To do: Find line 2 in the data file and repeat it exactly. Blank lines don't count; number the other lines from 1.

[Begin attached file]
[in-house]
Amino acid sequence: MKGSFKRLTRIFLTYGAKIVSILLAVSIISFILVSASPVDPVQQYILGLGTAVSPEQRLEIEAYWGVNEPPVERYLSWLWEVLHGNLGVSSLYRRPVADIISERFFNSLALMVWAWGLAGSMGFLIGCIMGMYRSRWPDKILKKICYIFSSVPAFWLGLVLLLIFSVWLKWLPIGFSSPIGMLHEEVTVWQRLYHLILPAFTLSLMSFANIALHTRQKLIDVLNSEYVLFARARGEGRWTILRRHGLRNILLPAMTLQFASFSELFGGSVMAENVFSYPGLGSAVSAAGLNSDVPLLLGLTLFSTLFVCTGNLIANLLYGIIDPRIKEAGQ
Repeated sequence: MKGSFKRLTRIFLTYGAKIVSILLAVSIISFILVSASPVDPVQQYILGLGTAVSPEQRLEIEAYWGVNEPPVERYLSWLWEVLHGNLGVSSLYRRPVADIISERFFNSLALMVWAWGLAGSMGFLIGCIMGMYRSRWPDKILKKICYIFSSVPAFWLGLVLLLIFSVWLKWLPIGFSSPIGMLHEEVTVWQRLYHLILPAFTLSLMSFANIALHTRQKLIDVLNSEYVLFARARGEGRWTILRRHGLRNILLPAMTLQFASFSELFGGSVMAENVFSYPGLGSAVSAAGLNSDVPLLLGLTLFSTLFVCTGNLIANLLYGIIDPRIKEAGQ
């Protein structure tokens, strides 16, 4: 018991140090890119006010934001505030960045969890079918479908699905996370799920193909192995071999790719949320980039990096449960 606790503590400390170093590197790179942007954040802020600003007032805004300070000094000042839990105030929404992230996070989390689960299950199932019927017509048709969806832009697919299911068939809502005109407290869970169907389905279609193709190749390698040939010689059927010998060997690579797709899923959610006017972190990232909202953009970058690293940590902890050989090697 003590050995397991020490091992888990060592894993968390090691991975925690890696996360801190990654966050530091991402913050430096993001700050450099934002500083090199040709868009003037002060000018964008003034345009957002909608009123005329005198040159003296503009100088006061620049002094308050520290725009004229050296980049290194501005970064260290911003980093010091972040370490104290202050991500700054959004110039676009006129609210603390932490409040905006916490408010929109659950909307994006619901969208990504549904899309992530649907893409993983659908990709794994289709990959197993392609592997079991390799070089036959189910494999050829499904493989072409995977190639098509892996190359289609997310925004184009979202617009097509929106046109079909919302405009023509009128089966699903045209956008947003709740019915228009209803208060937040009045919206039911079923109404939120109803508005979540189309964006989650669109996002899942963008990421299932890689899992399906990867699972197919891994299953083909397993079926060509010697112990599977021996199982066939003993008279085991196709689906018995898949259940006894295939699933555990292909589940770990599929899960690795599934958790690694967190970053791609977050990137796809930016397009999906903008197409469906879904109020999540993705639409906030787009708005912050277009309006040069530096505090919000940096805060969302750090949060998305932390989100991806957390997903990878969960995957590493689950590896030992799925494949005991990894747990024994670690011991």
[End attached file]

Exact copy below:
Amino acid sequence: MKGSFKRLTRIFLTYGAKIVSILLAVSIISFILVSASPVDPVQQYILGLGTAVSPEQRLEIEAYWGVNEPPVERYLSWLWEVLHGNLGVSSLYRRPVADIISERFFNSLALMVWAWGLAGSMGFLIGCIMGMYRSRWPDKILKKICYIFSSVPAFWLGLVLLLIFSVWLKWLPIGFSSPIGMLHEEVTVWQRLYHLILPAFTLSLMSFANIALHTRQKLIDVLNSEYVLFARARGEGRWTILRRHGLRNILLPAMTLQFASFSELFGGSVMAENVFSYPGLGSAVSAAGLNSDVPLLLGLTLFSTLFVCTGNLIANLLYGIIDPRIKEAGQ